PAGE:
European benchmarks closed higher Thursday as investors reacted to the overnight announcement of the Fed's latest decision, courtesy of Yellen & Co.
Rising indices set aside, the one common theme across the continent was gains notched up in the banking sector -- perhaps one of the biggest beneficiaries of the Fed's decision to raise the target range of the federal funds rate to between 0.50% and 0.75%, up 25 basis points.
The DAX in Germany and the CAC 40 in France took joint first place for the session, with both having gained just more than 1.1%, to 11,382.4 and 4,827.2 shortly before markets closed. The Stoxx Europe 600 index was up 0.9%, to 358.8.
London's FTSE 100 and FTSE 250 indices lagged many of their major continental counterparts, with gains of 0.7% and 0.5%, respectively, to be quoted at 6,998.2 and 17,764.1, respectively.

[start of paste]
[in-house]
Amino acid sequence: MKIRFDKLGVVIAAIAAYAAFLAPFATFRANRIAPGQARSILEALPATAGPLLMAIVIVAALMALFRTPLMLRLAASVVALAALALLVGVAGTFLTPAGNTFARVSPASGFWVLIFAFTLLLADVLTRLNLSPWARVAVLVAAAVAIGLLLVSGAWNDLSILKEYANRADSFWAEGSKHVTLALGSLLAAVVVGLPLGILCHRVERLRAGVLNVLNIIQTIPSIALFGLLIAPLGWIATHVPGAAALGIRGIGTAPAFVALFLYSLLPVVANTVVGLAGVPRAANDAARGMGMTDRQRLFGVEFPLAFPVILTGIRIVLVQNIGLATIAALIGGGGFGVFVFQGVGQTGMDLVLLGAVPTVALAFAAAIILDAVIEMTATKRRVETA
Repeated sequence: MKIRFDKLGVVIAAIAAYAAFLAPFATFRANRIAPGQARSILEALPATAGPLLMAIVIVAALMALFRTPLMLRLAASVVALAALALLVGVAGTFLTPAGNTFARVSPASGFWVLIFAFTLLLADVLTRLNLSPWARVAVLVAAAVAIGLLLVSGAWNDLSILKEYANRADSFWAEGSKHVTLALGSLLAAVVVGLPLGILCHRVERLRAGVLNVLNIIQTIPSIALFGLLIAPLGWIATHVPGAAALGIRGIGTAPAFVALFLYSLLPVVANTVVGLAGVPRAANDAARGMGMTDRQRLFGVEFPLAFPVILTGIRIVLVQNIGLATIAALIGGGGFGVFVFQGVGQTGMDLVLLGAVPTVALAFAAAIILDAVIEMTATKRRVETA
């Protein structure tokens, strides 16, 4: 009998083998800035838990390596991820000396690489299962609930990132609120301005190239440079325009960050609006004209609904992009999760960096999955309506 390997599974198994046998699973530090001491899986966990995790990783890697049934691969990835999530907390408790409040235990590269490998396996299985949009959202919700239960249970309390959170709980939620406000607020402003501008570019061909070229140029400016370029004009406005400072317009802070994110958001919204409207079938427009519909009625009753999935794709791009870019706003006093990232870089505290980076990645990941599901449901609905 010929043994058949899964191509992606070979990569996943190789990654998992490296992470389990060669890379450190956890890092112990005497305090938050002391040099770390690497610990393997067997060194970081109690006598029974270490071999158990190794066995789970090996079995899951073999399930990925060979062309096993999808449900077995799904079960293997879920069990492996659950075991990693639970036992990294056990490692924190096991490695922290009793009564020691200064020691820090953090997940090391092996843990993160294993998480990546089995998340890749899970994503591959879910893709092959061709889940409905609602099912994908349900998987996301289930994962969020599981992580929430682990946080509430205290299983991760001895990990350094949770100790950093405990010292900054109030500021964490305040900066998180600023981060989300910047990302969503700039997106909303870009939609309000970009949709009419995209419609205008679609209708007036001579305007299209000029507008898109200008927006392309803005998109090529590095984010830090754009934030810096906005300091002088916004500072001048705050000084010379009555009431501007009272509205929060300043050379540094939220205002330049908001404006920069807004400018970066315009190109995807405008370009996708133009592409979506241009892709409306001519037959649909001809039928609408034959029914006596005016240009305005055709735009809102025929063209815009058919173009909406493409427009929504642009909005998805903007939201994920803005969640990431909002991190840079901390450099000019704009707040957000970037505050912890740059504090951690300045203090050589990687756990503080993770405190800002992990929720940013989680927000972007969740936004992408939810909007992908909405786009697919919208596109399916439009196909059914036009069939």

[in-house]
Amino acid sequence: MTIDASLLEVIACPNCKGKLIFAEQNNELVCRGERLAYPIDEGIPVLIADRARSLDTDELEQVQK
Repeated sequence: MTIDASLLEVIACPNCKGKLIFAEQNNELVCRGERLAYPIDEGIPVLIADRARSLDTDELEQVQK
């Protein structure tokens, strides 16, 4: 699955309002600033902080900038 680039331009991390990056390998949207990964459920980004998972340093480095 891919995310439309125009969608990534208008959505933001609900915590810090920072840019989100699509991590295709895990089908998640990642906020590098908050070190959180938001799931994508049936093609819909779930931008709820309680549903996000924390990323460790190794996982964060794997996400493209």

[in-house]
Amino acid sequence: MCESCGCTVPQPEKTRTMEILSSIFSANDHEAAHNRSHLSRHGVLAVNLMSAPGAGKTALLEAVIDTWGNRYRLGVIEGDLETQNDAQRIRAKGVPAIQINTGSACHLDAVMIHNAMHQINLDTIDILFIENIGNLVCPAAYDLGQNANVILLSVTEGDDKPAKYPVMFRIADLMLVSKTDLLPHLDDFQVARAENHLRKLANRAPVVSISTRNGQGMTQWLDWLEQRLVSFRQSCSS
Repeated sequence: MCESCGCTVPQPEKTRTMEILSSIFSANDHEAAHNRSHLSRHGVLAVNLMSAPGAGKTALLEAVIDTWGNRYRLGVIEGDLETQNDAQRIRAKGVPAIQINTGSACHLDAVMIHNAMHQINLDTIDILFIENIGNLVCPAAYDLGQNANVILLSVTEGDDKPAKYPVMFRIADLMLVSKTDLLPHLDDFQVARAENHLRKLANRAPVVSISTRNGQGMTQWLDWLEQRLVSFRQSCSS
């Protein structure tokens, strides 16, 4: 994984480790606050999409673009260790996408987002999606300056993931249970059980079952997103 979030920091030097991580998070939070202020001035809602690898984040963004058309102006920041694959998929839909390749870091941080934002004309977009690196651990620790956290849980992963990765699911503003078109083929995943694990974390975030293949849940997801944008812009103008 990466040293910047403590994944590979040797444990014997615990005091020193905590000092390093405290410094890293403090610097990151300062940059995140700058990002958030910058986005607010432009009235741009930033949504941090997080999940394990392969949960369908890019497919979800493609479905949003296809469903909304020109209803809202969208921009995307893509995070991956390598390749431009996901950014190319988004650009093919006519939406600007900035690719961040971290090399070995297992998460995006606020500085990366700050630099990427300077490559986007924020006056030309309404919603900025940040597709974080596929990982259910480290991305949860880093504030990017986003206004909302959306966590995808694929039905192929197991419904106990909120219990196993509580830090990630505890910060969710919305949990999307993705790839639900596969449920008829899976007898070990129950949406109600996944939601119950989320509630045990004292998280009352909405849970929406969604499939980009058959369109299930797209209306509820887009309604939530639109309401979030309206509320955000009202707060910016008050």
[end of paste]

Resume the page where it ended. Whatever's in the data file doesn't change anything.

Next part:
European currencies were substantially weaker against the greenback after the Fed's decision to hike rates for a second time brought the spotlight back to bear again on the divergence between U.S. monetary policies and those over in Europe.
The pound lost nearly 400 points against the dollar between Wednesday and Thursday evenings, to trade as low as 1.2375, while the euro dropped by around 300 points to 1.0370.
Bond markets were lively throughout the session, with German 10-year yields closing broadly flat, after both rising and falling by 5 basis points from their 0.35% opening level.
British government bonds saw yields fall by around 3 basis points, to 1.34%, while French yields were down near 4 basis points, to 0.78%.
In individual stocks, France's BNP Paribas (BNPQY) , Credit Agricole (CRARY) and Societe Generale (SCGLY) cluttered the list of top five risers on the CAC 40 for the day, with gains of 5.3%, 3.7% and 3.4%, respectively.